The successful adoption of business process management (BPM) and its use as a new source of competitive advantage requires individual, team and organizational learning. After all, BPM isn’t something a company can go out and buy -- it’s a way of doing business. How does a company learn this new way of competing for the future? It takes a lot more than just acquiring new technical skills. It also takes leadership, and demands that IT professionals help the overall business organization gain the knowledge and skills it needs to succeed, for IT professionals have a unique expertise in general systems thinking that must be fostered throughout the enterprise. BPM is, indeed, about systems thinking.



Peter Senge, a senior professor of behavioral policy science at MIT and author of The Fifth Discipline, is a leading proponent of the concept of the learning organization. Senge describes four core disciplines, in addition to the fifth discipline of systems thinking, that are required to build such an organization: personal mastery, working with mental models, building shared vision and team learning. These disciplines have yet to be written into the personnel manuals of today’s corporation, but are vital to building a process-managed enterprise.

Teams and organizations can learn, just as individuals can, but the learning process is more complex. Personal mastery is a prerequisite for team learning, just as team learning is a prerequisite for organizational learning, but learning disabilities abound in all three domains: individual, team and organizational.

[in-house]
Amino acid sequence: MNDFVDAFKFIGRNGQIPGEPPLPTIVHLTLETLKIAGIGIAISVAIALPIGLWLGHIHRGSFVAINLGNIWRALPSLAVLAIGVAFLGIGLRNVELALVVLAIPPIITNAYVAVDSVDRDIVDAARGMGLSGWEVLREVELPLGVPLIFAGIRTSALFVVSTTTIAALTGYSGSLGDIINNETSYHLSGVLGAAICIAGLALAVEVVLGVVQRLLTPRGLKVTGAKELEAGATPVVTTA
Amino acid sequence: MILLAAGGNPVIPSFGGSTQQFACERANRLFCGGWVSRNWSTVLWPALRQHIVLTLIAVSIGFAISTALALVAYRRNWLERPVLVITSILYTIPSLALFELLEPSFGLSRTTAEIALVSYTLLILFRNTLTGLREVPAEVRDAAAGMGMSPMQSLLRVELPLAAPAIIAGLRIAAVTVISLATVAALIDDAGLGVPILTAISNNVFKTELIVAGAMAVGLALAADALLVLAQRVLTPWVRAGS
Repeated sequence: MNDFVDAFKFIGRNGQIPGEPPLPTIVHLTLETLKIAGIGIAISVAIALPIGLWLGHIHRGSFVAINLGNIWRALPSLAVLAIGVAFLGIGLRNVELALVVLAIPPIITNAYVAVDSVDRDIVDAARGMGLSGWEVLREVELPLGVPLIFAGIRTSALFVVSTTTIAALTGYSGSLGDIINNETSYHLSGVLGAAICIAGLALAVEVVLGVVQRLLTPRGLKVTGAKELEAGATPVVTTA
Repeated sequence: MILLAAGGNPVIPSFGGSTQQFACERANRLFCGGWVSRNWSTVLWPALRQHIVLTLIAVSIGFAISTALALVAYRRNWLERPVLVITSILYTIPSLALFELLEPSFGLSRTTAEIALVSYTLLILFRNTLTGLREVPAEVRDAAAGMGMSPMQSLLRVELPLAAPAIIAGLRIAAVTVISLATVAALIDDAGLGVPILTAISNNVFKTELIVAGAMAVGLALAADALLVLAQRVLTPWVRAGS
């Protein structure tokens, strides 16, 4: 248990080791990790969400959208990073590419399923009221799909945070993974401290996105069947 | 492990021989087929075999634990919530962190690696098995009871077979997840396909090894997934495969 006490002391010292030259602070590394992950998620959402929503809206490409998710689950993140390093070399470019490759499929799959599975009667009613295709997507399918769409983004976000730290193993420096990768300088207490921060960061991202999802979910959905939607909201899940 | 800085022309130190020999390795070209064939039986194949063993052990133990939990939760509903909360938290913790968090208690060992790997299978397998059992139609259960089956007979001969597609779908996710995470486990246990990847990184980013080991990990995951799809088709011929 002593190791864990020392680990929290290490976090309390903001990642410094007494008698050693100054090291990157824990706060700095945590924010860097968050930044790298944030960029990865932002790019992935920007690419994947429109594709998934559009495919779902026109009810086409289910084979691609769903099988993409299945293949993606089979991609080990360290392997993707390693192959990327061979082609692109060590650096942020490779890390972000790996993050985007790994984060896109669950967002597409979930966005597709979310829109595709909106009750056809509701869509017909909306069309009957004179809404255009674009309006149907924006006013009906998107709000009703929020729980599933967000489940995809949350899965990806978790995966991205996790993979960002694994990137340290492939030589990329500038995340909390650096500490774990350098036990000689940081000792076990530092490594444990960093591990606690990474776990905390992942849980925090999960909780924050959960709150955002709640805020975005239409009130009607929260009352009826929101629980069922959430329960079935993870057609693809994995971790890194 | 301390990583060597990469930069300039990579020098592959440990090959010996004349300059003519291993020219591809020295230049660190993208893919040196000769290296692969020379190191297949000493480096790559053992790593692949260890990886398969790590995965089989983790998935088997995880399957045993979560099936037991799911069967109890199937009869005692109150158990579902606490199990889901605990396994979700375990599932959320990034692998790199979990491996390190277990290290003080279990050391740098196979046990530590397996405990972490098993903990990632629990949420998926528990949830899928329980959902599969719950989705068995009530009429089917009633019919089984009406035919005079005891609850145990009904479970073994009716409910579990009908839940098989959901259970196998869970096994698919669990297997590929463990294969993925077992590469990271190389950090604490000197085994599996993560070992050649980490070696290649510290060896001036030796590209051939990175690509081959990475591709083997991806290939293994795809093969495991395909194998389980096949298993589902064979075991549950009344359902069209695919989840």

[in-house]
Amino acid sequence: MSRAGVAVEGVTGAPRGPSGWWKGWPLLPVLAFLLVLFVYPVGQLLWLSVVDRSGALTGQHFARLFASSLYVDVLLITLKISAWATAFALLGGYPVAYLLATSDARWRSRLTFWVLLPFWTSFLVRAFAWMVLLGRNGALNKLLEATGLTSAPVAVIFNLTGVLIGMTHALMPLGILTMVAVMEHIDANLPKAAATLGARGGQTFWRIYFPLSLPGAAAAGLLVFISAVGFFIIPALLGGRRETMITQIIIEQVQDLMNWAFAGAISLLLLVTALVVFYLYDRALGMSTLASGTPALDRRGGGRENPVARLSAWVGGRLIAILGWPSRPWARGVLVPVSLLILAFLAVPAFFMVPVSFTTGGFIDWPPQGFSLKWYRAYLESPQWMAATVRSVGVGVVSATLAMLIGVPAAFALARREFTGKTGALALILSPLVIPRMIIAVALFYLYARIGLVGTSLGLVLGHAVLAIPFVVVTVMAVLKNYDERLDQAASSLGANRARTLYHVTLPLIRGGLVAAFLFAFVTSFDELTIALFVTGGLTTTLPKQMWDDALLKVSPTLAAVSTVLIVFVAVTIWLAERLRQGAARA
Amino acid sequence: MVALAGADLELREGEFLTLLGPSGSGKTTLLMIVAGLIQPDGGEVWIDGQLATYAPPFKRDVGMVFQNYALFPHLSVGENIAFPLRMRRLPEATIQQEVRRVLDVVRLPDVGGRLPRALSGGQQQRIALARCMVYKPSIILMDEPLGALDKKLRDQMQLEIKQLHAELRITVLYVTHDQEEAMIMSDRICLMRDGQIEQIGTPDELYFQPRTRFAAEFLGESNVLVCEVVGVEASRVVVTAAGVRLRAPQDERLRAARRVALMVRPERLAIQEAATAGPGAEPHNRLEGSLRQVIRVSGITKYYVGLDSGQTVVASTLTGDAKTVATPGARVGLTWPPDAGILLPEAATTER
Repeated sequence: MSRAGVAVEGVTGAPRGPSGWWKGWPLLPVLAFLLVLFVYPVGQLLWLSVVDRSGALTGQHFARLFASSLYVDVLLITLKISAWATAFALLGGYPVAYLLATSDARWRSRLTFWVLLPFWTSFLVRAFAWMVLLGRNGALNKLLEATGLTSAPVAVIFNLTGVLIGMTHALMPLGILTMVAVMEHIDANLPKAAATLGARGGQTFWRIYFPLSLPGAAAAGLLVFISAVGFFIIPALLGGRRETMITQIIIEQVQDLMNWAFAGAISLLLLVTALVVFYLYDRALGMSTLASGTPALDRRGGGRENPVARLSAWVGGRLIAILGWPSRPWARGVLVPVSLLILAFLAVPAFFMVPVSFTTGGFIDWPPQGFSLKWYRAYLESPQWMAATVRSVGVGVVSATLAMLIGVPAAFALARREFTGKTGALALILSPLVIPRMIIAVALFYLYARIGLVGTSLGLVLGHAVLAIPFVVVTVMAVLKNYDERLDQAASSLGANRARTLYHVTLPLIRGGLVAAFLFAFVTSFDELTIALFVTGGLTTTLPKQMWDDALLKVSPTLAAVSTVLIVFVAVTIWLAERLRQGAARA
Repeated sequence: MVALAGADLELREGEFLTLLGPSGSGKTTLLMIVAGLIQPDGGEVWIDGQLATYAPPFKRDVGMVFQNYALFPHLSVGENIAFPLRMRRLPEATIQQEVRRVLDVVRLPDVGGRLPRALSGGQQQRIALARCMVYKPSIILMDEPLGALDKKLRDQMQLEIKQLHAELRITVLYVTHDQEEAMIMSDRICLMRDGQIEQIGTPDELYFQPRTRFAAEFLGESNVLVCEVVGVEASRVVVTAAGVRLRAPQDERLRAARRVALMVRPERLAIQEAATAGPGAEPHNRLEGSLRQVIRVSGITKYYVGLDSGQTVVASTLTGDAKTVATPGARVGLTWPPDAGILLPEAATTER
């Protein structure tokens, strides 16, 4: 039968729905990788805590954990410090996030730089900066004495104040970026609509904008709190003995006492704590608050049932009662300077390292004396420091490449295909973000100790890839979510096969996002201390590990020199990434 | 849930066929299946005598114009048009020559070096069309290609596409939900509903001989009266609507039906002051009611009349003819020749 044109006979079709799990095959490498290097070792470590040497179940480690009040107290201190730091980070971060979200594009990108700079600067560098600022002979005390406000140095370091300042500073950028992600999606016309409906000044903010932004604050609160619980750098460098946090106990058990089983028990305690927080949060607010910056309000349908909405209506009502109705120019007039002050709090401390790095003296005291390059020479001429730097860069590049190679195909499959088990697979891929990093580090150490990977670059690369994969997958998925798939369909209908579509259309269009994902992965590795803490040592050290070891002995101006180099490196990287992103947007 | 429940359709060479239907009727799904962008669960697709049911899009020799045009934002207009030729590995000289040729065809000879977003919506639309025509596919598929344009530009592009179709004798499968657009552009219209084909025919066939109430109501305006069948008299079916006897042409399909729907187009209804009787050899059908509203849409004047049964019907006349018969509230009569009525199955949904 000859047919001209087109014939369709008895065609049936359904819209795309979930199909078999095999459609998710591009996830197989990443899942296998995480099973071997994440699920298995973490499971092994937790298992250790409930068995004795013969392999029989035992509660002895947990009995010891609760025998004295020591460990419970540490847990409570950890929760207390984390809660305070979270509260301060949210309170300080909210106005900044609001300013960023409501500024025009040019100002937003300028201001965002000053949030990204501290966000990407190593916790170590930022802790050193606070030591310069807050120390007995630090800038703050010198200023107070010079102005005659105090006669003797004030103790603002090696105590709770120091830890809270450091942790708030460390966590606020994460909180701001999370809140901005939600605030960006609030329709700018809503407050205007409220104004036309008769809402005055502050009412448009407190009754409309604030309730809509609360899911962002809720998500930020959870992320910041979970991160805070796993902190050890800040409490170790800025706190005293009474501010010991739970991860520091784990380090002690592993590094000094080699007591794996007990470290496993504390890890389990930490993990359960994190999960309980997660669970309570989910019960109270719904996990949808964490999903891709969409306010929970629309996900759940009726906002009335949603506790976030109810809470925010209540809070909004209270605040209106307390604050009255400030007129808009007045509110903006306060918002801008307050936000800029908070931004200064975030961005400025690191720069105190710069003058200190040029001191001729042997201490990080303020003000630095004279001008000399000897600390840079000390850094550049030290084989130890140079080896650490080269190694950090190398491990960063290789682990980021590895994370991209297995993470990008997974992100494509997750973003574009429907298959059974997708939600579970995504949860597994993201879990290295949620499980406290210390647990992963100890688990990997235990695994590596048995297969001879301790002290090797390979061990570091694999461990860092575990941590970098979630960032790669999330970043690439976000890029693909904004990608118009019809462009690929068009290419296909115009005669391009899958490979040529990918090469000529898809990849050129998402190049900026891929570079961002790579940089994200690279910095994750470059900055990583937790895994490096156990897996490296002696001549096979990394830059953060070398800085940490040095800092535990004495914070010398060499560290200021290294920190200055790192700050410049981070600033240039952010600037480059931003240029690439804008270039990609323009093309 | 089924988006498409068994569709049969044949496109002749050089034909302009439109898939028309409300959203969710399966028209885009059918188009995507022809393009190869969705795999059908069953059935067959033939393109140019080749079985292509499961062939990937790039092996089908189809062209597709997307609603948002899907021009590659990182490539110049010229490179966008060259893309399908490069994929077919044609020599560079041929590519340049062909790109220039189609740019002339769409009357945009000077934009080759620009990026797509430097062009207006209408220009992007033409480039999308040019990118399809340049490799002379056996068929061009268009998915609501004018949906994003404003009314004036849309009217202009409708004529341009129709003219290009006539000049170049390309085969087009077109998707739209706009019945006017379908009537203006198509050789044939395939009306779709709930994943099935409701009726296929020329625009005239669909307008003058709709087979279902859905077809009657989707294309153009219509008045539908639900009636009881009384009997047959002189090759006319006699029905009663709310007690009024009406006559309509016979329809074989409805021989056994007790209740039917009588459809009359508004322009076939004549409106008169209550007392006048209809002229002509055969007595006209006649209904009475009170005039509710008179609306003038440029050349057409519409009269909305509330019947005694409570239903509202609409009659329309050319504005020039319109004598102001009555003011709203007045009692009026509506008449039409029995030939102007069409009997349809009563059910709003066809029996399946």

The process of individual adult learning is a compound challenge because learning new ways of doing work requires “unlearning” existing, ingrained thinking and work patterns. Learning is often a painful experience, as it disturbs existing deeply held assumptions, beliefs and generalizations (mental models) people use to get through the day, at home and at work. The pain level can be so significant that adults practice defensive procedures in learning situations that threaten their existing mental models.

Successful corporations of the 21st century will systematically manage their mental models. The discipline of working with mental models is a vital enabler of change, the kind of change needed for corporate transformations. Individuals are not simply updating or adding to their current knowledge. Instead they are fundamentally altering the way they think about problems, and altering the way they view their world. Companies will no doubt need to take specific steps to help individuals think “outside the box” of existing mental models. A first step is to embrace the field of creative thinking. A classic book on creative thinking is Roger von Oech’s book, A Whack on the Side of the Head. This classic takes a refreshing look at the ten mental locks that keep us from being creative.

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